Rosa's World

Saturday, May 3, 2008

DJ - Teaching "Dear Jane"

Hi There!

I recently asked a question, on the Dear Jane forum, with respect to teaching or starting up a group of Janiacs. Here are some of the wonderful replies and/or suggestions that I've received from some Janiacs. And, as I had received several personal emails, requesting that I share this info, I thought I'd post their answers, here.

NOTE: if you don't want your reply posted here, please send me an email and I'll gladly take it off.

Being the organizer/facilitator is a much more fun job than taking on teaching the whole quilt, in my humble opinion. For that, you would eventually need to teach almost every technique known to quilters. And for all the prep and time, you should be paid to teach. And even at that, good teachers give more than they receive--so they should at least be paid something! But as the organizer/facilitator/hostess, your time would be more your own. The group may start out as a social support group--which our Rosa would thrive in, no doubt!! Then gradually group members ask other group members to share how they accomplished certain techniques. Also, the most important part of the dj journey, in my humble experience, is consistent with the way Brenda set up the book and software--with enough info to make the quilt yourself but not problem solving every detail for you. Each quilter learns problem solving and decision making by doing.
First of all, I think you will do a fabulous job because your personality will shine through. When I started teaching DJ, I told the class there are many ways of doing each block, but I would be teaching a particular technique that day. If they knew another technique, great, but we would all work on this technique today. If they did not like the technique, at least they could say they had learned it. To this day no one likes to hear the words Back Basting! They absolutely hated it, but now they know how to do it. My first class was the simple Uncle Homer and we did it by machine piecing, except for one lady who wants the entire quilt made by hand. You need to allow a little leeway sometimes. In the beginning, I made up what I call "story boards" for each technique. I glued each step to a three-sided cardboard Science Project display board, which I bought at Michael's. I also printed the written instructions, so they would have a copy for their notebook. If I still have these on the computer, I will send them to you. Out by the side/or below each step I had a fabric block to show the step. These story boards came in very handy for those who missed a class and needed to review the technique. A visual is always good. We would try to do two blocks each session, but rarely finished both and sometimes not even one, depending on how hard or how many pieces to be cut. YOU might actually like to start with one of the easier (dreaded word) paper-piecing blocks :'( As the months moved along and their confidence was building, I let the class choose the blocks they would like to do. Of course, at your first meeting you will want to talk about the book and CD. Please, please stress the importance of safety with their rotary cutters, and ask everyone to label ALL of their tool s. The mailing labels we receive constantly can be trimmed so small. I even put my last name from a label on the shank of my quilting feet.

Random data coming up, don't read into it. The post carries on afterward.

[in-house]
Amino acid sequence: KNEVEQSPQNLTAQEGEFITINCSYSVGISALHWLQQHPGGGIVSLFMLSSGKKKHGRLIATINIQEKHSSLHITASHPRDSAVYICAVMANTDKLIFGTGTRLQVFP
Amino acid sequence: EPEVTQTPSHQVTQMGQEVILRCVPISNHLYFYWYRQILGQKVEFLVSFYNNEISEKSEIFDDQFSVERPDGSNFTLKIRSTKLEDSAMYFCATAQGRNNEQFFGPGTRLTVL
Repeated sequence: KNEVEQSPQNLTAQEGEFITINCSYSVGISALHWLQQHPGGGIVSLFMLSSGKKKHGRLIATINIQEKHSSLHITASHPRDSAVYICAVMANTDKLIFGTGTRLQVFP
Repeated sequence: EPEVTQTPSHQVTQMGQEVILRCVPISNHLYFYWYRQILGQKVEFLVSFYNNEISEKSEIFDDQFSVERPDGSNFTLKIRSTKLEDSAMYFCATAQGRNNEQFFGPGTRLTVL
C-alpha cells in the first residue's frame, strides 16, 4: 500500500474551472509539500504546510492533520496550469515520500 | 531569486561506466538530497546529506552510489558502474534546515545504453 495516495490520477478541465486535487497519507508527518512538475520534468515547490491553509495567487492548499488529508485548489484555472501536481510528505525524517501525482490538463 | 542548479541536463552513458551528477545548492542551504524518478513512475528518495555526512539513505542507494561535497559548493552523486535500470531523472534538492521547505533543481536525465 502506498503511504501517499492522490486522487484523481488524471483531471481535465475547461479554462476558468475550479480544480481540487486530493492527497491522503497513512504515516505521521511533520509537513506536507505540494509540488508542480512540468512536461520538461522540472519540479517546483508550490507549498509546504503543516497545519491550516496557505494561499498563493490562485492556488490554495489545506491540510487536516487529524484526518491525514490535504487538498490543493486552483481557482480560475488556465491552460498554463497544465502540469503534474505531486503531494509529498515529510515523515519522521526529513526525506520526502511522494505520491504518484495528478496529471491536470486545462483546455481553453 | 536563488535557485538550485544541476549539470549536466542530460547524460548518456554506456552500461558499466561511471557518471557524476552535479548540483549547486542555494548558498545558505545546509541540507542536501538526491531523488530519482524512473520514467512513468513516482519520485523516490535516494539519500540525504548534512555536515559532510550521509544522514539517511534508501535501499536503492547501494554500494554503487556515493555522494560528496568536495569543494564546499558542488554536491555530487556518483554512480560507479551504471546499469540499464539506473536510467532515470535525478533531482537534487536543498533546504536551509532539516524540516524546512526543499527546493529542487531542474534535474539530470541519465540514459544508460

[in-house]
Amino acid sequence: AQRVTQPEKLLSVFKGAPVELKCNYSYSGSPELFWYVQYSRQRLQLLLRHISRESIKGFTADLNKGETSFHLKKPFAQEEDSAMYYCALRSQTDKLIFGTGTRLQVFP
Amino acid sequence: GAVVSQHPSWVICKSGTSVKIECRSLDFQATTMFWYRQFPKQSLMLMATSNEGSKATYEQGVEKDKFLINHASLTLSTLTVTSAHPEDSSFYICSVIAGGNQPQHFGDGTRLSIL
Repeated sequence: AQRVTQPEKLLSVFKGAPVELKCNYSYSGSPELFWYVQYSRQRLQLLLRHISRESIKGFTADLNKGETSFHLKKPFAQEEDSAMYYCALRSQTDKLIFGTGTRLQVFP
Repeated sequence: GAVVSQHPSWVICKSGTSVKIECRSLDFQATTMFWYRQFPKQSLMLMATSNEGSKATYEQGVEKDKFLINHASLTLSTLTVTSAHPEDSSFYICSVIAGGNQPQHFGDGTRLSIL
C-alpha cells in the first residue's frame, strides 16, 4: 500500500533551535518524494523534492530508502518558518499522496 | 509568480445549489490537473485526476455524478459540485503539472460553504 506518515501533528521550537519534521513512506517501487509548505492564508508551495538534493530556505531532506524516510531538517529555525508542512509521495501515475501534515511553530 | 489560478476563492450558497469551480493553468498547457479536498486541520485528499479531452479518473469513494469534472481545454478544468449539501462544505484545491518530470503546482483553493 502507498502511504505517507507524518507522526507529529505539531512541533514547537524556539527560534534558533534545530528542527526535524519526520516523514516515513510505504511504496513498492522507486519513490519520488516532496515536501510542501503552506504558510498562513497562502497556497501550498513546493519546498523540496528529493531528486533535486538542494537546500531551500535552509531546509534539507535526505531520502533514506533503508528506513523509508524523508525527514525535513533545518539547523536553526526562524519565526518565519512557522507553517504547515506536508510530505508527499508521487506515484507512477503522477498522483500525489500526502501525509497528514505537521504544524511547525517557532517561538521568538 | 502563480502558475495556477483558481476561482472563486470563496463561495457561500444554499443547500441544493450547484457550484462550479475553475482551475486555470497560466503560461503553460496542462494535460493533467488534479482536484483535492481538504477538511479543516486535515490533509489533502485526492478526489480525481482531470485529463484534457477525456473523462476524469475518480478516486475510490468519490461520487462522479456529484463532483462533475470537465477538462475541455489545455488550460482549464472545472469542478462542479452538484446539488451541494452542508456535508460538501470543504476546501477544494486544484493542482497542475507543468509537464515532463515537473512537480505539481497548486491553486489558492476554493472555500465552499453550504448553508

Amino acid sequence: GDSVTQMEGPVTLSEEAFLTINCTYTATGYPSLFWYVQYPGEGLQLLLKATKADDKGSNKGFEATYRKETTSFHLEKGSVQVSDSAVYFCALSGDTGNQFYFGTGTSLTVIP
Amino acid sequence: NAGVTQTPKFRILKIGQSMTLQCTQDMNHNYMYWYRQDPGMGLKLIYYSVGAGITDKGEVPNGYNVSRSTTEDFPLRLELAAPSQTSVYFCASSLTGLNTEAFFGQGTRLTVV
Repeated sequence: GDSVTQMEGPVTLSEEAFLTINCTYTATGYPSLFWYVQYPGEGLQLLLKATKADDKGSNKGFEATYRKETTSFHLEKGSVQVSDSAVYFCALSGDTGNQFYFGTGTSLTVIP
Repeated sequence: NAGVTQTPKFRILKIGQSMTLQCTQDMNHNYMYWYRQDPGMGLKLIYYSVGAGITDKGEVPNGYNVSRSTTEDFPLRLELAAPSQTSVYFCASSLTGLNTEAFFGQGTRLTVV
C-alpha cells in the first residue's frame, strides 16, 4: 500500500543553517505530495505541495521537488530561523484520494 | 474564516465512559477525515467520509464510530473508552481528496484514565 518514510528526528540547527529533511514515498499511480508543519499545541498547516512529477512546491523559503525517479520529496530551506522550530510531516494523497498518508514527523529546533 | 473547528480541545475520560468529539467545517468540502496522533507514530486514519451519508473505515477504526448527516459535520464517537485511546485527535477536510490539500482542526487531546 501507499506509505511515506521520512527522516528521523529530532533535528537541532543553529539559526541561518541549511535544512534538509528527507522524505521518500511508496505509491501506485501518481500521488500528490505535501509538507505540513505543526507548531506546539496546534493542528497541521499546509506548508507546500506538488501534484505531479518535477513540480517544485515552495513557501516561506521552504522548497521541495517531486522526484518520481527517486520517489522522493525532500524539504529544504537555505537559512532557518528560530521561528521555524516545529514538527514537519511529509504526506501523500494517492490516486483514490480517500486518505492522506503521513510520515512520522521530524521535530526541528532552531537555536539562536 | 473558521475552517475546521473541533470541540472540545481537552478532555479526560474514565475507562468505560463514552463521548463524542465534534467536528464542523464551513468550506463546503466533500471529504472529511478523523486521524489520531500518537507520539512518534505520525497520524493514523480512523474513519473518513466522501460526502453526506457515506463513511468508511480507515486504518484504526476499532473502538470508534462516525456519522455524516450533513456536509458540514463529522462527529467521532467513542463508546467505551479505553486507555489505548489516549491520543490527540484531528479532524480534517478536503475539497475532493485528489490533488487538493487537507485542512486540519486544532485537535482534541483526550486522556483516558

For one of the classes I wanted a handout from the book. I don't remember which block or why, but called Brenda and asked permission, which of course she graciously granted. "Permission" is the key word. You cannot use any printed works without "permission".
I never thought you had to have permission to "teach" a class at a guild or any other kind of quilting group. As long as everyone buys the books and you are not copying the patterns out of your book to give them everything should be fine. I am "teaching" 2 of my friends how to do DJ and we all have our own books and make our own patterns. I put "teaching" in quotes because I am not so much teaching as showing -- I am not a teacher and I'm not good with words explaination and always learn by watching. I always tell them this is how I do it but you do it the easiest way for you :)